On March 4 we announced the launch of our new major release OpenRules 6.0.1. It is a very important event in the OpenRules history and probably beyond. It actually brings us much closer to the initial BRMS promise. When expert systems came back in 1996-97 under a new name “Business Rules”, the main promise that gave this movement a new life was:
“Return Control over Business Logic back to Business People!”
Since then the progress was tremendous: solid methodological approaches, super-fast rule engines, powerful rule languages, human-friendly rules management GUIs for business and technical people have been developed by various BRMS vendors. Successful rules-based applications indeed extracted business logic from code, and business people got much more control over it.
However, real-world BR practitioners frequently say: “well… probably not real control but at least now business people got a good understanding of what’s going on in their IT systems.” The common wisdom even among the biggest decision management promoters came to the acceptance of the cold reality when “IT writes rules in a way that BUSINESS understands and may change them”.
In 2003, when we started OpenRules, we had already used the best available BR tools for years helping major corporations to develop large rules-based applications. We even created (and then sold) our own BRMS. So, we were well aware of real-world limitations of the BR products and our intent was to break barriers for BR acceptance by business analysts. We asked ourselves: what are the technical factors that prevent subject matter experts from really creating and maintaining business rules? Our answers were:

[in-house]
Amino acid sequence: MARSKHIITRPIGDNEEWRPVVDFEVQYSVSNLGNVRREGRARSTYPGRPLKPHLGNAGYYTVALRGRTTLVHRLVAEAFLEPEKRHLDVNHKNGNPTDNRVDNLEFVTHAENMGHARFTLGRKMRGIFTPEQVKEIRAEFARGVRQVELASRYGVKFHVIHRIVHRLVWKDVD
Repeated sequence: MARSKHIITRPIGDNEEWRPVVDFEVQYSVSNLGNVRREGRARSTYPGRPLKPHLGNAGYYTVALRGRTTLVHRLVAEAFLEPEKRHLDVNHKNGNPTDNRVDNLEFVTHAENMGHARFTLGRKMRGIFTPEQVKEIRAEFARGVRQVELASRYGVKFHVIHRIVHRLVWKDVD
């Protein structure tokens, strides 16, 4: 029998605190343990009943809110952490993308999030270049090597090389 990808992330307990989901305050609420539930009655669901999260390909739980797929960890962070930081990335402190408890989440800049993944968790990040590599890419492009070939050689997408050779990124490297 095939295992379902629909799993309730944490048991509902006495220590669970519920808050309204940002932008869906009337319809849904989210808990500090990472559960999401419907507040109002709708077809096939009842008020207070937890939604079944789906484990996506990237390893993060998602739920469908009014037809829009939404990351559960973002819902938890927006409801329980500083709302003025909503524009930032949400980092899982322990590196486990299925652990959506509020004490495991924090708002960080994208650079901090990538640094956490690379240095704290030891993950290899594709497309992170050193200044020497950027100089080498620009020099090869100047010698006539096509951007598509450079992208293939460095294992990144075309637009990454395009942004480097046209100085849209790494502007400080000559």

- The necessity for business rules semantics to be expressed in a rule language
- Proprietary rules management GUIs.
How did a newly born OpenRules address these questions at that time? First of all, we decided not to develop (again) a new rule management GUI – even the best BRMSs were trying to reproduce “Excel-like” interfaces and to hide underlying rule languages. Proprietary rules management GUIs force users to go through a lengthy learning curve – their users must acquire a completely new and unique kind of knowledge. Our solution was to use Excel directly as de-facto the best business interface for rules management! Anyway, in real world most business rules are initially presented by business people in Excel, but different BR systems force their users to move rules from Excel into their proprietary environments (even if a direct import from Excel was added by many vendors later on). The OpenRules Engine from the very beginning was able to execute rules directly from Excel files. The proposed Excel-based OpenRules decision tables had two views: Business and Technical. The Technical View was considered by us as an unavoidable “evil” that at the same time can help to express the exact semantics of frequently very complex rules. The Technical View consisted of “Java snippets” but no new rule language was required. These snippets were placed directly into decision table rows, which could be hidden from business people by using handily available Excel Outlines. Using Java snippets avoided the introduction of a new rule language and permitted a simple and direct integration with existing Java-based systems. This practical approach together with “open-sourceness” quickly gave OpenRules a wide popularity.